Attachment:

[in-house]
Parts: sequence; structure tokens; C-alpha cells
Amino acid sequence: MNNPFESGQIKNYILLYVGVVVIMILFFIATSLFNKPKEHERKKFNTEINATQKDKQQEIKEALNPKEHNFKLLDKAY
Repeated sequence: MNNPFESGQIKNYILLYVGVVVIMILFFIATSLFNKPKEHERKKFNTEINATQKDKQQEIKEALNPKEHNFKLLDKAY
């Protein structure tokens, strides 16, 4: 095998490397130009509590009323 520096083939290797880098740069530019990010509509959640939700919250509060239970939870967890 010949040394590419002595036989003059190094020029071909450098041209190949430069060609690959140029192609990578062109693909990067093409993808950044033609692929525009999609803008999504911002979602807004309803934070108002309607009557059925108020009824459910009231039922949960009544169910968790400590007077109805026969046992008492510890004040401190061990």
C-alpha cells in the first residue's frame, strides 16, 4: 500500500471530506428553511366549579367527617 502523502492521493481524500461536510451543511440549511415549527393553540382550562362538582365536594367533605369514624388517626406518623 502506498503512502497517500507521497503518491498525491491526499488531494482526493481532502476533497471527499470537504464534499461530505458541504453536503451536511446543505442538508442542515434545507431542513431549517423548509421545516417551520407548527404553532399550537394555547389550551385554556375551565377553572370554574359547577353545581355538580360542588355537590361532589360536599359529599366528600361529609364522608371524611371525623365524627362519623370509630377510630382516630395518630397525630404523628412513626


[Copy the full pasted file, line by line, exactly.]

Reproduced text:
[in-house]
Parts: sequence; structure tokens; C-alpha cells
Amino acid sequence: MNNPFESGQIKNYILLYVGVVVIMILFFIATSLFNKPKEHERKKFNTEINATQKDKQQEIKEALNPKEHNFKLLDKAY
Repeated sequence: MNNPFESGQIKNYILLYVGVVVIMILFFIATSLFNKPKEHERKKFNTEINATQKDKQQEIKEALNPKEHNFKLLDKAY
């Protein structure tokens, strides 16, 4: 095998490397130009509590009323 520096083939290797880098740069530019990010509509959640939700919250509060239970939870967890 010949040394590419002595036989003059190094020029071909450098041209190949430069060609690959140029192609990578062109693909990067093409993808950044033609692929525009999609803008999504911002979602807004309803934070108002309607009557059925108020009824459910009231039922949960009544169910968790400590007077109805026969046992008492510890004040401190061990």
C-alpha cells in the first residue's frame, strides 16, 4: 500500500471530506428553511366549579367527617 502523502492521493481524500461536510451543511440549511415549527393553540382550562362538582365536594367533605369514624388517626406518623 502506498503512502497517500507521497503518491498525491491526499488531494482526493481532502476533497471527499470537504464534499461530505458541504453536503451536511446543505442538508442542515434545507431542513431549517423548509421545516417551520407548527404553532399550537394555547389550551385554556375551565377553572370554574359547577353545581355538580360542588355537590361532589360536599359529599366528600361529609364522608371524611371525623365524627362519623370509630377510630382516630395518630397525630404523628412513626